Showsight Presents the Schipperke


hand commands as well. This meant even more learning, not just for Nittany, but for my children and I as well. I had to make sure the kids were using the proper terms and hand signals so that Nit- tany wouldn’t get confused. Thankfully, the kids were good about taking the time and worked hard to make sure that they didn’t cause any problems, setting us back. I had planned on putting in an electric fence. However, before her official classes started, the kids were teaching her basic com- mands and walking the perimeter of our yard every time they took her out so that Nittany would know where her boundaries were when she was outside playing with the kids. With the training classes and all of us working with her at home, reenforcing what she was being taught in class, it wasn’t necessary to put in any type of fence. After the first two months of her training, I was told that she was to go everywhere I went and always in her vest. She understood very quickly that if her vest was on, she was working. The hardest thing for me was getting across to strangers that she had a vest on. She was a working dog, please don’t touch her. It was amazing how rude people were, especially those with small children who wanted to pet her and pick her up. Nittany was very good with that, she would sidestep closer and “chuff” the people under her breath. No barking, growling, or anything threatening; just that soft chuff, letting them know the child had crossed the boundary—please pull them back. Since a majority of my time was spent at work, I slept on one of her pink baby blankets, so it would smell like me, and placed it in one of her smaller beds. I took her into the office when the only ones there were the Officer of the Day and the Staff Duty, both of whom made rounds to all the barracks in the area. I figured that this would be the best time to give her a tour of the building and let her inspect my office. I placed her bed with the blanket in it in the cubby hole beneath my desk. This was the ideal place for her to be. She could see and feel me, and she could see everyone who came into my office. As long as I was calm and not getting upset, she stayed there quietly. The moment she felt me tightening up, she was assessing the danger and keeping me on an even keel. She had been coming into the office with me for over a month, and anytime I walked out of my office for anything, she was right with me. One afternoon, I was headed down the hall to get a cup of tea and we passed my Executive Officer. We were going in oppo- site directions, and right after he passed us he asked rather loudly, “Why is there a potbellied pig in his building?” I struggled not to laugh and told Nittany to sit. She sat down and fixed him with that bright, inquisitive look as if she were saying, “A piggy? And I don’t get to see it?” I politely informed him that Nittany was my service dog. I knew he had received the memo about her being here, because he had signed-off on it just as everyone else had. He asked me just how long she had been coming in with me, and I told him that she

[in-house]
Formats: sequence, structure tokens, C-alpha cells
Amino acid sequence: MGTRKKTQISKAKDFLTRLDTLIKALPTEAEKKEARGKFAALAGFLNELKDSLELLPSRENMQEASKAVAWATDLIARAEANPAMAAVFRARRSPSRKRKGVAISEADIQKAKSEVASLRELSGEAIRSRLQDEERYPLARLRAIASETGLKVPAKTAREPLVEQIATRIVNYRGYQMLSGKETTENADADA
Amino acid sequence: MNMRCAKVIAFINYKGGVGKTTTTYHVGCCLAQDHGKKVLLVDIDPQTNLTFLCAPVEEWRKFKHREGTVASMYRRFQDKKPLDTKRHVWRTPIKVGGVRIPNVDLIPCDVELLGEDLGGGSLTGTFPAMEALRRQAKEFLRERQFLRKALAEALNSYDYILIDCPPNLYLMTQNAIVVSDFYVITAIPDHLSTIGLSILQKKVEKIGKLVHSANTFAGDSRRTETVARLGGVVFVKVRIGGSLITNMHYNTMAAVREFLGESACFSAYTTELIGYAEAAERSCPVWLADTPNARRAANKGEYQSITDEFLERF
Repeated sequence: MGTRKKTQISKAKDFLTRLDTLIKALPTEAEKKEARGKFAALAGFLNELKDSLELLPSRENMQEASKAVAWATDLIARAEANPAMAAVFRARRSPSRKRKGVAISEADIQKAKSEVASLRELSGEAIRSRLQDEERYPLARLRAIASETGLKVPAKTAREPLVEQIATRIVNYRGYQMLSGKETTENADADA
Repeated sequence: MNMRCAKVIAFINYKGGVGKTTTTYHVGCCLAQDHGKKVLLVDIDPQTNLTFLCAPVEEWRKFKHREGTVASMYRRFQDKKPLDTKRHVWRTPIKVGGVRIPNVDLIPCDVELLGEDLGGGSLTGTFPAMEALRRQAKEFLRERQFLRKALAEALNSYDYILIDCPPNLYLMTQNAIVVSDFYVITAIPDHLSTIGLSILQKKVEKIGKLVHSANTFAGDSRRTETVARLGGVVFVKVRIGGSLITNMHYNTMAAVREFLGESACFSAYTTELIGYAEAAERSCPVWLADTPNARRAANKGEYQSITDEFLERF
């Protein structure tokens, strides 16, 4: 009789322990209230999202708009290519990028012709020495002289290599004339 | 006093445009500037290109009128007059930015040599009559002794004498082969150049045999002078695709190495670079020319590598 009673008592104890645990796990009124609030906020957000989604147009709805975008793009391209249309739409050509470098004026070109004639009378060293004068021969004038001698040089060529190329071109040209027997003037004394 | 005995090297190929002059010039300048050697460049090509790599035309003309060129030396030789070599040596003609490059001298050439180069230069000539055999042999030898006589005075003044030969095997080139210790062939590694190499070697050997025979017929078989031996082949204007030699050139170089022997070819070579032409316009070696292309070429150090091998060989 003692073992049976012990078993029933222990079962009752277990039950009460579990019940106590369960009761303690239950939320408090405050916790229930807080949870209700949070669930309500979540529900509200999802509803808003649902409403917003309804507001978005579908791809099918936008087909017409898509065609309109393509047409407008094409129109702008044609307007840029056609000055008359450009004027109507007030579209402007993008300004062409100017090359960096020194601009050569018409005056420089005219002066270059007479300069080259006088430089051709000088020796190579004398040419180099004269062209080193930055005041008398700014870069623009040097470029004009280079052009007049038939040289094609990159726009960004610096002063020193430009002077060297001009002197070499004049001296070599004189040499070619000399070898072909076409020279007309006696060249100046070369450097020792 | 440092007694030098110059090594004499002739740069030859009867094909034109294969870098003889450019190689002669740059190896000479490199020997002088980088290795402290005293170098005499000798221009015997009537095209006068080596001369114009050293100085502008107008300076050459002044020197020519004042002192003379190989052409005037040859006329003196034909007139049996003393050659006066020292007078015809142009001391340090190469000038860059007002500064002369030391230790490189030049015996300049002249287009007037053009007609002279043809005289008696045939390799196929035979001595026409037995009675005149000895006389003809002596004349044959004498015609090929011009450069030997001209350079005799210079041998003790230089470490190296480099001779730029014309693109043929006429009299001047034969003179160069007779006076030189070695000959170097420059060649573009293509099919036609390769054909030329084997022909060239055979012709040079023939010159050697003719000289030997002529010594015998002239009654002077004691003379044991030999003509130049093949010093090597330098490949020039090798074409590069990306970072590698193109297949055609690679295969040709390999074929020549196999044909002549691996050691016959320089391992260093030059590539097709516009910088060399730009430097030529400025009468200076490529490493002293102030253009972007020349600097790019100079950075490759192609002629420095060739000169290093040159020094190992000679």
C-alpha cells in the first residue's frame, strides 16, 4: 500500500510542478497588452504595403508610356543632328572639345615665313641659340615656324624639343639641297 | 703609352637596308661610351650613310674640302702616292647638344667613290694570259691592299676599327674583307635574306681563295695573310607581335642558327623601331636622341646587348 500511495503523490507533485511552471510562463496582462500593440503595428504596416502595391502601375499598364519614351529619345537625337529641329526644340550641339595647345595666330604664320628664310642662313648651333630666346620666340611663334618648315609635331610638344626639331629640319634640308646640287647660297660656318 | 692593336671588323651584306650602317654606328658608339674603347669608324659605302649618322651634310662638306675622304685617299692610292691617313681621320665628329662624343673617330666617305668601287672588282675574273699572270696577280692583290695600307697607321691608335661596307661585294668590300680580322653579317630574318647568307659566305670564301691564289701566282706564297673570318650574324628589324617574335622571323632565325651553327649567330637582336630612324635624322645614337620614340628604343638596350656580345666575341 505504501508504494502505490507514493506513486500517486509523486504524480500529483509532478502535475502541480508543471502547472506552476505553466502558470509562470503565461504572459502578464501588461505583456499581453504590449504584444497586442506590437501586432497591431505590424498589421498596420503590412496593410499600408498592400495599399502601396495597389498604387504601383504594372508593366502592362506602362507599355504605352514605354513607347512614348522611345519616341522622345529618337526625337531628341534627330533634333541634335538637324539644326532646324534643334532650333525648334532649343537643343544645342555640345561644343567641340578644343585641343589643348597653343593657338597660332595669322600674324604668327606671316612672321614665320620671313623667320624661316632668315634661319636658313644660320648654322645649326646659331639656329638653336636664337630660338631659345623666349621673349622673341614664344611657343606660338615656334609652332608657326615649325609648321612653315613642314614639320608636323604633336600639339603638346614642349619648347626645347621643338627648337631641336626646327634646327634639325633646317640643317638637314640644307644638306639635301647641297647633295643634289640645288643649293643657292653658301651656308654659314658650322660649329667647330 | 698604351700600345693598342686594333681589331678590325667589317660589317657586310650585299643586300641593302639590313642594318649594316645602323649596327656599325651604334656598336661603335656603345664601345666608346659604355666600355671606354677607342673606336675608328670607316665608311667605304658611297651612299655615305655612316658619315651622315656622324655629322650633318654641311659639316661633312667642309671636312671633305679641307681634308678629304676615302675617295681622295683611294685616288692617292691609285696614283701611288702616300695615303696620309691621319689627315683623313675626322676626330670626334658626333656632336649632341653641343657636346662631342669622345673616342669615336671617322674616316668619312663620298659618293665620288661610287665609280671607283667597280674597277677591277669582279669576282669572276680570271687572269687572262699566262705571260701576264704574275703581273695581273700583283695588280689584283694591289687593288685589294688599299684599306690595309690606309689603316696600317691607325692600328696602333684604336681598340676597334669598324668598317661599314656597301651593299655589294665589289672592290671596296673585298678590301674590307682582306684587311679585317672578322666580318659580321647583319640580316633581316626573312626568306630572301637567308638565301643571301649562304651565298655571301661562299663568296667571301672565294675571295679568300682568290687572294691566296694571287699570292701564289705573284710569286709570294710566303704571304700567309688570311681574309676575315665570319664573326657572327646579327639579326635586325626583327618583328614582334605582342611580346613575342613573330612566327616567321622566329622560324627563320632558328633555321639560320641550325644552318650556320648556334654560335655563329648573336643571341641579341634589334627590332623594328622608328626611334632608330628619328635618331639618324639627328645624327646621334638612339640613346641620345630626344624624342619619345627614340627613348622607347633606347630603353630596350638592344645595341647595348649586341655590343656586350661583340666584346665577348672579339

Nittany was calm, but I could feel myself getting overwhelmed with everything I was being told was expected from me and all that I was going to have to do while going through the classes with her. Not to mention all the homework that I would be taking home for my children and myself ! The first day of class, I walked in with Nittany heeling on my right side with a pretty purple harness and leash set that my daugh- ters had bought her for her first day of school. Nittany was so proud of her “pretties,” chest puffed out so that everyone could see. When I stopped to sign-in, she sat down by my foot, waiting quietly for her next command, and took stock of everything and everyone around her. I was worried that she would take off towards the other dogs wanting to play. But she never moved. She just calmly waited for me to give her a command. One of the younger instructors walked over and asked if he could help me. I looked up from the forms and told him who I was and that Nittany and I were there for the class. He laughed in my face and told me that Nittany would never be a good service dog; she was just too small and high-strung. He told me that she would never graduate and it would be better to get a refund before the class picked up. I looked at him, a man who was more than a foot taller than me and out-weighed me by more than a hundred pounds, and calmly informed him that he was wrong. She was no less than the larger dogs. After all, when I had stood on those painted yellow footprints on Parris Island, the drill instructors told me that I would never be a good Marine. I wouldn’t even make it through boot camp. They had been wrong and so was he—and we would prove it! The stipulation of my total involvement in her training proved to be a genius move on my Godfather’s part. Not only was Nittany learning what she needed to learn in order to become the service dog I needed, I was being retrained as well. I was extremely focused on what I was doing. I tuned out everything that wasn’t pertinent to what I was doing. And for the first time in a long time I wasn’t dwelling on anything that would upset me and set me off, causing an anxiety attack. Nittany had no fear, and I used to wonder when she was going to decide to go play with the Shepherds, Rottweilers, Boxers, Dobermans, and Great Danes in the class, resulting in injury or her becoming an hors d’oeuvre for the much larger dogs in the class. Thankfully, she never did. She always stayed by my side, watching, and would occasionally sleep while the instructors were instructing us, explaining and demonstrating exactly what they wanted and needed the dogs to do. I noticed that most of the dogs did the same thing Nittany did. But once we stood up, all the dogs were up and at attention, ready to go. Nittany was so intent and eager to please, she learned the commands within the first half dozen tries. The classes were intense and long, but Nittany stayed right on top of everything. She not only learned verbal commands, but